Turning A Sony Into A Leica Through Extreme Camera Modding

The quality of a photograph is a subjective measure depending upon a multitude of factors of which the calibre of the camera is only one. Yet a high quality camera remains an object of desire for many photographers as it says something about you and not just about the photos you take. [Neutral Gray] didn’t have a Leica handheld camera, but did have a Sony. What’s a hacker to do, save up to buy the more expensive brand? Instead he chose to remodel the Sony into a very passable imitation.

This is a Chinese language page but well worth reading. We can’t get a Google Translate link to work, but in Chrome browser, right clicking and selecting “translate” works. If you have a workaround for mobile and other browsers please leave a comment below.

The Sony A7R is hardly a cheap camera in the first place, well into the four-figure range, so it’s a brave person who embarks on its conversion to match the Leica’s flat-top aesthetic. The Sony was first completely dismantled and it was found that the electronic viewfinder could be removed without compromising the camera. In a bold move, its alloy housing was ground away, and replaced with a polished plate bearing a fake Leica branding.


Extensive remodelling of the hand grip with a custom carbon fibre part followed, with significantly intricate work to achieve an exceptionally high quality result. Careful choice of paint finish results in a camera that a non-expert would have difficulty knowing was anything but a genuine Leica, given that it is fitted with a retro-styled lens system.

We’re not so sure we’d like to brace Leica’s lawyers on this side of the world, but we can’t help admiring this camera. If you’re after a digital Leica though, you can of course have a go at the real thing.

Thanks [fvollmer] for the tip.

12 thoughts on “Turning A Sony Into A Leica Through Extreme Camera Modding

  1. While it’s VERY impressive workmanship I just can’t shake the one, constant thought: “Why? Why go through all this trouble?”

    “Because I can” is an answer to that, but usually there’s more to it than that.

    1. I’ve read a few lines of the (translated) article, and those happen tot touch upon that subject: “For the looks”. Now that for the looks can still be “because I like that look” or “because XX had to look like he had a Leica in the movie we were shooting” or something like that. I don’t know which one applies.

    1. Huawey phones & Panasonic cameras have Leica lenses… and they’re not Leica…
      And the lens he mounted on his camera looks a lot like an Elmar f:3,5/5 cm (but maybe it’s a Zorky).
      The work is incredible but, even if the Sony viewfinders are in my opinion not the best ones, a camera without viewfinder is NOT a camera ;o).

      1. Mostly agreeing with you, zit, just using your Leica lens branding thing to rant a bit.

        First of all, I liked this project, utility be damned, he did something just because he could and that’s enough in my book. However, Leica is one of those brands that has hardcore, snob, bordering on obnoxious fans. And bear in mind that I might be reading Dov Ritz’s tone wrongly, but I really don’t rate Leica that highly nowadays (their lens quality is top notch, of course), but with models oriented at casual shooters like the Q2 costing almost 5000 euros, I personally classify them as bling, luxury items just like a Rolex, fine if you like them for what they are, just don’t try and convince me they are the ultimate timekeeping machine.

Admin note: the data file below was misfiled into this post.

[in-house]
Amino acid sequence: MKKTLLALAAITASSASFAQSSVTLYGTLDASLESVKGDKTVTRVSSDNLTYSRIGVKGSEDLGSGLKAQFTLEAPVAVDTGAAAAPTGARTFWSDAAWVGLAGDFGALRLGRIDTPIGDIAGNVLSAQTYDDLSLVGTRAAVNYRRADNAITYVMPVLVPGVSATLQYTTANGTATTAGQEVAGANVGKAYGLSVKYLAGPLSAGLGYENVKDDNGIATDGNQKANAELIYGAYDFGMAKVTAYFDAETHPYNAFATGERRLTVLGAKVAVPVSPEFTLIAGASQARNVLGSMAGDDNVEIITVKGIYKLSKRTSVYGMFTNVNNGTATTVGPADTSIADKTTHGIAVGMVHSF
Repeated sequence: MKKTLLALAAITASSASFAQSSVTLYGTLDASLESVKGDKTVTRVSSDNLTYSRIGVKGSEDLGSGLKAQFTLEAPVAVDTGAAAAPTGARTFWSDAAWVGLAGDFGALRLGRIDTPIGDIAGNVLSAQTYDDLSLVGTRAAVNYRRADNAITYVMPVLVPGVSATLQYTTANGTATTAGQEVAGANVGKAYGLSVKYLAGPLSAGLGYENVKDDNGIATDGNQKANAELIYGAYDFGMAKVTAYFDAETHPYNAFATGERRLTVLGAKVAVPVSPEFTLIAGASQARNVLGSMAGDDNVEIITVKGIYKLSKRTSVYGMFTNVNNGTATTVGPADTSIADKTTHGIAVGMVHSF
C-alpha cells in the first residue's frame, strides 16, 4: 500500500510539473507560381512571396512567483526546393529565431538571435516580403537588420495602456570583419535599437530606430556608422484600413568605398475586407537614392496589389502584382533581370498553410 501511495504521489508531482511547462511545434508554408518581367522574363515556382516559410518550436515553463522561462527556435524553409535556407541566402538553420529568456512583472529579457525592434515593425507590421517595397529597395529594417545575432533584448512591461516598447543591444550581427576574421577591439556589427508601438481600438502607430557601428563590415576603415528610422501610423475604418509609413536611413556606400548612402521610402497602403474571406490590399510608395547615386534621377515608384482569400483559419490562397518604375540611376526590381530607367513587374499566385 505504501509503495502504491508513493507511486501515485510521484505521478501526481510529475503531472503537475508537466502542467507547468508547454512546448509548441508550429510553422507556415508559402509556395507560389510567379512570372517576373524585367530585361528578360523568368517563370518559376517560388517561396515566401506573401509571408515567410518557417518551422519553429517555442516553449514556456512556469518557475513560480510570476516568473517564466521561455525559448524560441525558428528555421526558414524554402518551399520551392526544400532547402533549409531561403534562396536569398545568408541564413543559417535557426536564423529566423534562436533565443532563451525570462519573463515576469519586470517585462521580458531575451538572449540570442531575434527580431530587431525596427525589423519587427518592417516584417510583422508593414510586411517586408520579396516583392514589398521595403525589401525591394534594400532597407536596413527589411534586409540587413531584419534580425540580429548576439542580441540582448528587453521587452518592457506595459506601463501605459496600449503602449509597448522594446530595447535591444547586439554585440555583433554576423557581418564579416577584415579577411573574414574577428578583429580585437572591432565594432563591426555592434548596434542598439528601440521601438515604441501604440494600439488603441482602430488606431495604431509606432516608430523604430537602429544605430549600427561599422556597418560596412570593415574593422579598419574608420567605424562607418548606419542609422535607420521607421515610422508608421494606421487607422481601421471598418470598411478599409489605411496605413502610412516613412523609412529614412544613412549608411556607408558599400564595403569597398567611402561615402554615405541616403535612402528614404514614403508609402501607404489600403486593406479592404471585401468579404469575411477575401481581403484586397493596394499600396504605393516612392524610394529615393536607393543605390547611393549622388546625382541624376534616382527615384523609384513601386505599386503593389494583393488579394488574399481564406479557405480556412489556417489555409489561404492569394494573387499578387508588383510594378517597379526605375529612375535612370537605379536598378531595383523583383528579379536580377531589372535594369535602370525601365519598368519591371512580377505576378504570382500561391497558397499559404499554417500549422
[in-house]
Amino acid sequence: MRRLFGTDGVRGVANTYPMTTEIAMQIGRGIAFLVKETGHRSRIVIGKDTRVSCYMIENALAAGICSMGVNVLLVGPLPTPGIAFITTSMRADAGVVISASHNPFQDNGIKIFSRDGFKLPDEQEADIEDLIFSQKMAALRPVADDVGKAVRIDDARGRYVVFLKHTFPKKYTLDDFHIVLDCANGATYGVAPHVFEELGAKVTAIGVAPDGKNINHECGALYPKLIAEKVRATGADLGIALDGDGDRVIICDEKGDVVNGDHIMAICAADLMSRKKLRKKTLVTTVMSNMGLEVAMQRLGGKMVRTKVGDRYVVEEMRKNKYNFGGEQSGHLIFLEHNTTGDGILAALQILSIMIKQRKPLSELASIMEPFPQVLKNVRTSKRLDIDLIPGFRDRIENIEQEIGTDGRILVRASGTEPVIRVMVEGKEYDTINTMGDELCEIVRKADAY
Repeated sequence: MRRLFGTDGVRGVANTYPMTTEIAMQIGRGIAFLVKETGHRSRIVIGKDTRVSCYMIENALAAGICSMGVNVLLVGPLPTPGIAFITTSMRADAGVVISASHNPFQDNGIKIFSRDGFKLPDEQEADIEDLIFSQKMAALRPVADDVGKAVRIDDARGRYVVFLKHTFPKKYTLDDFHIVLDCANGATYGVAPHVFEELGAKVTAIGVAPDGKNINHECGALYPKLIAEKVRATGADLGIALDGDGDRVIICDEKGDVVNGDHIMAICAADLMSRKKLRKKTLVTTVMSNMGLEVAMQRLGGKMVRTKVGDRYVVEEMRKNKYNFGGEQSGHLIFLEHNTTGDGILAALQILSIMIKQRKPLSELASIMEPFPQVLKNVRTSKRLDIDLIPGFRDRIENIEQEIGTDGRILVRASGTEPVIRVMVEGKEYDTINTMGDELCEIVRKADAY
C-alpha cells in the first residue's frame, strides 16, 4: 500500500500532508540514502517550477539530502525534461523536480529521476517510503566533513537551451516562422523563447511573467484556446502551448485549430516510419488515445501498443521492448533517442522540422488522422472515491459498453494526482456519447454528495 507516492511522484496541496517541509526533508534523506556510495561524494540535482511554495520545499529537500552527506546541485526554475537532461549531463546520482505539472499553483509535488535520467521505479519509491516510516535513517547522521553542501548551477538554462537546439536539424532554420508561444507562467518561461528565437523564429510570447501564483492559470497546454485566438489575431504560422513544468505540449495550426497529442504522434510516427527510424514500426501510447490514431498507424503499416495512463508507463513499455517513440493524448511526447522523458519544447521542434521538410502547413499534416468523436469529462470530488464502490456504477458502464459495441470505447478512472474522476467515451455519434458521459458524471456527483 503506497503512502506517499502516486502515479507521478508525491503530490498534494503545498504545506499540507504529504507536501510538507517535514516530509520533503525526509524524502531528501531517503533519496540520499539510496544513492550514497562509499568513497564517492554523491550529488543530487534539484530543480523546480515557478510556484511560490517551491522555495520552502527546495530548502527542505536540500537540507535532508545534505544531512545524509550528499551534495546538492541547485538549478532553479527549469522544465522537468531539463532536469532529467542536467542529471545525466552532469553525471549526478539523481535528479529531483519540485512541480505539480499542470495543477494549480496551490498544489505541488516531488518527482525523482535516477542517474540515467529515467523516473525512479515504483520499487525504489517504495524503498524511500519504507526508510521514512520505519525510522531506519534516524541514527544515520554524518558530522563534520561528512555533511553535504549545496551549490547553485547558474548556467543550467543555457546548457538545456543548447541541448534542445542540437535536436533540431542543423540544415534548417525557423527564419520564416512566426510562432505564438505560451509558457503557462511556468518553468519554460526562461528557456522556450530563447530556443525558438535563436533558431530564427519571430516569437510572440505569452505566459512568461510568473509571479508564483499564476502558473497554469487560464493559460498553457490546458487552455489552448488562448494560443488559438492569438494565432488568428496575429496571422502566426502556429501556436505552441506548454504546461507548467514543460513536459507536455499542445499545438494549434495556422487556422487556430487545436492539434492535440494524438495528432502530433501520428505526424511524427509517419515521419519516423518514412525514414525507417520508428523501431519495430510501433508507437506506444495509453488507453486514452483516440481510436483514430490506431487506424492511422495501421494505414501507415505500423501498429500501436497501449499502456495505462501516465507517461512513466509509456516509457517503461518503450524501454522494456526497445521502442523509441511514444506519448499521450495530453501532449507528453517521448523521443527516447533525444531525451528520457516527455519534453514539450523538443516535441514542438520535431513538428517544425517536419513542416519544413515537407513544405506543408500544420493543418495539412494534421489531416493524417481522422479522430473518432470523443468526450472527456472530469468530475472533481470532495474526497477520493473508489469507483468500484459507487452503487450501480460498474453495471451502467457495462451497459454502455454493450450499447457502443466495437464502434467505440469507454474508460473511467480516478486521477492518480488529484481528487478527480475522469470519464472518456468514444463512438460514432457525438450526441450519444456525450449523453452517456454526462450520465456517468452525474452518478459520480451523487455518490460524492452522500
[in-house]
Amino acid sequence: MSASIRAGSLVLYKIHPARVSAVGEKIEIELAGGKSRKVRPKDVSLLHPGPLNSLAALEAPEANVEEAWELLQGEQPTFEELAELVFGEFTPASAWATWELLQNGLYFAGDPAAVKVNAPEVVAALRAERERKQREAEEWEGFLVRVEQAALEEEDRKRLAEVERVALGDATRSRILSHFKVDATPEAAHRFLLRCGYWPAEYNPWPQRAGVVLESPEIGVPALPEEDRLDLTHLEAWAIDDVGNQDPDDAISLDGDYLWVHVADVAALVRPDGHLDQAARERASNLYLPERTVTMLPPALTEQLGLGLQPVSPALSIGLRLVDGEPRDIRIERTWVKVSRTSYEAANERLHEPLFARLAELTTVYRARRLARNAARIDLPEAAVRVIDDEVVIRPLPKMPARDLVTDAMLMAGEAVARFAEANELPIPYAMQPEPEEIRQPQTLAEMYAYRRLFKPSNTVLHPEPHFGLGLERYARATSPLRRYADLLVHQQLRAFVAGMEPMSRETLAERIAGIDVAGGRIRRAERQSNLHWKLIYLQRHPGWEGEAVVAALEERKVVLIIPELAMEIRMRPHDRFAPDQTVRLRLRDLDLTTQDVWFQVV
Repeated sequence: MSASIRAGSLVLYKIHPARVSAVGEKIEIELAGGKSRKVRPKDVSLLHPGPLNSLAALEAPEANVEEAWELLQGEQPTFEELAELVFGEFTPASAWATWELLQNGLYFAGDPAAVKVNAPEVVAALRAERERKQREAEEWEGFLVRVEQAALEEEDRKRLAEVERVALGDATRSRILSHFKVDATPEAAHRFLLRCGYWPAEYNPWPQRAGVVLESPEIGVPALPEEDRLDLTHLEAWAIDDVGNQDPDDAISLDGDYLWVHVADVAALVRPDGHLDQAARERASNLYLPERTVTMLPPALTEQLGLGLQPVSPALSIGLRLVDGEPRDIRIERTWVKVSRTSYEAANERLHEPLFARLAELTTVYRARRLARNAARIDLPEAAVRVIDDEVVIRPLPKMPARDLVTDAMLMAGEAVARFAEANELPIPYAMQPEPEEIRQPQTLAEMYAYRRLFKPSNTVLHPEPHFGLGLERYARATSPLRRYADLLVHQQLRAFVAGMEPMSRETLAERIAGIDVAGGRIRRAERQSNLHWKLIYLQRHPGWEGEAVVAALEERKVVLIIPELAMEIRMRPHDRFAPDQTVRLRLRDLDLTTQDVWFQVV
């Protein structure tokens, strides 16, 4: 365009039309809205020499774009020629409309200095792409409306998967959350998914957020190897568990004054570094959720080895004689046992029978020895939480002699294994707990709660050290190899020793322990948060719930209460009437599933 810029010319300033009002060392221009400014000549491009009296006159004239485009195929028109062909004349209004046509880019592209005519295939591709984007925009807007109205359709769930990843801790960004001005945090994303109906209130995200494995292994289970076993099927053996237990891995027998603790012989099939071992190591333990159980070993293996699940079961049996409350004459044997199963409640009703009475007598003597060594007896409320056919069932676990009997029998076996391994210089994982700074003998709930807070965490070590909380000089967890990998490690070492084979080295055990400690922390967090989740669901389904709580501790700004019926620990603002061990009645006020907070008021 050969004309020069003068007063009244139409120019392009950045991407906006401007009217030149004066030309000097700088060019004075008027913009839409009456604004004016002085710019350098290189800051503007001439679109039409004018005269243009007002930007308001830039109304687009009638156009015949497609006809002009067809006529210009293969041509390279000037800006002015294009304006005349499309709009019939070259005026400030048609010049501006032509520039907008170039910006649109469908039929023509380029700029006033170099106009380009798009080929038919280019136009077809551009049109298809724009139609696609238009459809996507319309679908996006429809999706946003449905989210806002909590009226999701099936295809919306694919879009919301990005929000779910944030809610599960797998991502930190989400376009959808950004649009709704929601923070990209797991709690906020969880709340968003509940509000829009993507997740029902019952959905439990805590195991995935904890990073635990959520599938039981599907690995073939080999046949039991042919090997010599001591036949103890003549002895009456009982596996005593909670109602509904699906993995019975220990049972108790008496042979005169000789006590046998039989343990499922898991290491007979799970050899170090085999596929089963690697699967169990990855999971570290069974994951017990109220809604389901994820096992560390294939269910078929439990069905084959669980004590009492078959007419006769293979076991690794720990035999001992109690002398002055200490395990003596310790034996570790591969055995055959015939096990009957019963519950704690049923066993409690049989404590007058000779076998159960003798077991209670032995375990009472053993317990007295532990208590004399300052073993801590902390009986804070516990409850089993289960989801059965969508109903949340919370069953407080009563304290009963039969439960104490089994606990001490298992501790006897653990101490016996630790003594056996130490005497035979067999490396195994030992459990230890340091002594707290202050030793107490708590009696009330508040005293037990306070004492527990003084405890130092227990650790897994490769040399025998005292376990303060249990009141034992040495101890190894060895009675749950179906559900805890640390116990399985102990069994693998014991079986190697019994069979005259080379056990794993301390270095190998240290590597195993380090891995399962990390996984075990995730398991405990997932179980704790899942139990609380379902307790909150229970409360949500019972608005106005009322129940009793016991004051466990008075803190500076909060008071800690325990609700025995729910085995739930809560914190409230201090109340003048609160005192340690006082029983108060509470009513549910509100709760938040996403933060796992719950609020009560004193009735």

Leica still makes really good stuff, but like everyone else they are milking the brand recognition, Panasonic’s Lumix high end Leica branded lens are really good, but deep down the Leica badge is just marketing (quote from Panasonic):
        “Leica is a registered trademark of Leica Microsystems IR GmbH. Leica DC lenses are manufactured using measurement instruments and quality assurance systems that have been certified by Leica Camera AG based on the company’s quality standards.”

        So they are made in Japan or China by Panasonic and Leica just let them use their name. On the other hand, some Leica digital cameras are actually made by Panasonic, like the Leica 109 is a rebranded Lumix LX100 and the D-Lux 7 is a rebranded LX100 II (the rebranded Leica models with a considerably higher price tag, of course). When they came out, the Panasonic LX100 cost something like 900USD, the Type 109 from Leica was 1200USD, that’s a very expensive badge.

        (And I love Panasonic’s Lumix cameras, btw, GX80 user here).

  2. TBH, I didn’t even notice it was missing it’s EVF until the article pointed it out. The whole grip would need to be replaced somehow or altered in such a way that one could mistake it as a Leica.So I assume he shoots it using the rear display? Maybe it would have been better to keep the EVF, extend the top raise the dials and buttons somehow and stick a fake 3D printed viewfinder window on the front ¯\_(ツ)_/¯ good effort though. But I’d say he just devalued a perfectly working A7R, which I’d gladly buy in spite of its downgrade to a PAS, for a discount.

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